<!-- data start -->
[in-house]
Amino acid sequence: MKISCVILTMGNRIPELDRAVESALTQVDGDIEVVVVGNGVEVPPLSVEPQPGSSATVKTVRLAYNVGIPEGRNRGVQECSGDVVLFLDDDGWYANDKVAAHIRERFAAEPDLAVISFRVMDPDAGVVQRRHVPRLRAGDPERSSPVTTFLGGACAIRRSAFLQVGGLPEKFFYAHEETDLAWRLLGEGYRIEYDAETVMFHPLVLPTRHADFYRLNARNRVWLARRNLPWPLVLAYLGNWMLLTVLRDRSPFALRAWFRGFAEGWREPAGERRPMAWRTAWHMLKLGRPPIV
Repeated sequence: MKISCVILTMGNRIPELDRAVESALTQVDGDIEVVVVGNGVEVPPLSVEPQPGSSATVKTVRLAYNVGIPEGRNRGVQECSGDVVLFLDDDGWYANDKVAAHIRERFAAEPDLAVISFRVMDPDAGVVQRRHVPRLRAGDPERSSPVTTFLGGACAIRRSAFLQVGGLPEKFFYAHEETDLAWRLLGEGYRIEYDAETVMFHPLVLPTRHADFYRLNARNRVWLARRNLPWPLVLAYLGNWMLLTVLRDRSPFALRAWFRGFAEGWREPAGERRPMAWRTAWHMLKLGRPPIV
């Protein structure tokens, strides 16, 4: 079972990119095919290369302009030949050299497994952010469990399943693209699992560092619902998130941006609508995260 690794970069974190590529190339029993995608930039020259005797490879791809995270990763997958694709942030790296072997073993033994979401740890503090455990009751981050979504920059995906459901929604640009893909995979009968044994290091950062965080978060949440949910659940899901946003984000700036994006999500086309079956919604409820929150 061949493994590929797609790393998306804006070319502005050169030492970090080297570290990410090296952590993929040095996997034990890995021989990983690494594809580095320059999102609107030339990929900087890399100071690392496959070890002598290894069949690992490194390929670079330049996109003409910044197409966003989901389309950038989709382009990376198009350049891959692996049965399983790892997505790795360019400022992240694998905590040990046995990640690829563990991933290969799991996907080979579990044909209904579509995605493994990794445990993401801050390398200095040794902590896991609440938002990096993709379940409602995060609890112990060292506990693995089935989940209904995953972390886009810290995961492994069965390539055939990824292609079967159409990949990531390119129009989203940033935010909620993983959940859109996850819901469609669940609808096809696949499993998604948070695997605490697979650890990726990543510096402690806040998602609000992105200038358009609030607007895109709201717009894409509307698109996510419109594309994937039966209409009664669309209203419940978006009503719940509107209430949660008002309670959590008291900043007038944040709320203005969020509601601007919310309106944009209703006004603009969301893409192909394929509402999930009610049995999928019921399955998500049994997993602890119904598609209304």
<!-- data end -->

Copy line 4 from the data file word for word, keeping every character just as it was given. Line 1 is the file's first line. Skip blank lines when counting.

């Protein structure tokens, strides 16, 4: 079972990119095919290369302009030949050299497994952010469990399943693209699992560092619902998130941006609508995260 690794970069974190590529190339029993995608930039020259005797490879791809995270990763997958694709942030790296072997073993033994979401740890503090455990009751981050979504920059995906459901929604640009893909995979009968044994290091950062965080978060949440949910659940899901946003984000700036994006999500086309079956919604409820929150 061949493994590929797609790393998306804006070319502005050169030492970090080297570290990410090296952590993929040095996997034990890995021989990983690494594809580095320059999102609107030339990929900087890399100071690392496959070890002598290894069949690992490194390929670079330049996109003409910044197409966003989901389309950038989709382009990376198009350049891959692996049965399983790892997505790795360019400022992240694998905590040990046995990640690829563990991933290969799991996907080979579990044909209904579509995605493994990794445990993401801050390398200095040794902590896991609440938002990096993709379940409602995060609890112990060292506990693995089935989940209904995953972390886009810290995961492994069965390539055939990824292609079967159409990949990531390119129009989203940033935010909620993983959940859109996850819901469609669940609808096809696949499993998604948070695997605490697979650890990726990543510096402690806040998602609000992105200038358009609030607007895109709201717009894409509307698109996510419109594309994937039966209409009664669309209203419940978006009503719940509107209430949660008002309670959590008291900043007038944040709320203005969020509601601007919310309106944009209703006004603009969301893409192909394929509402999930009610049995999928019921399955998500049994997993602890119904598609209304």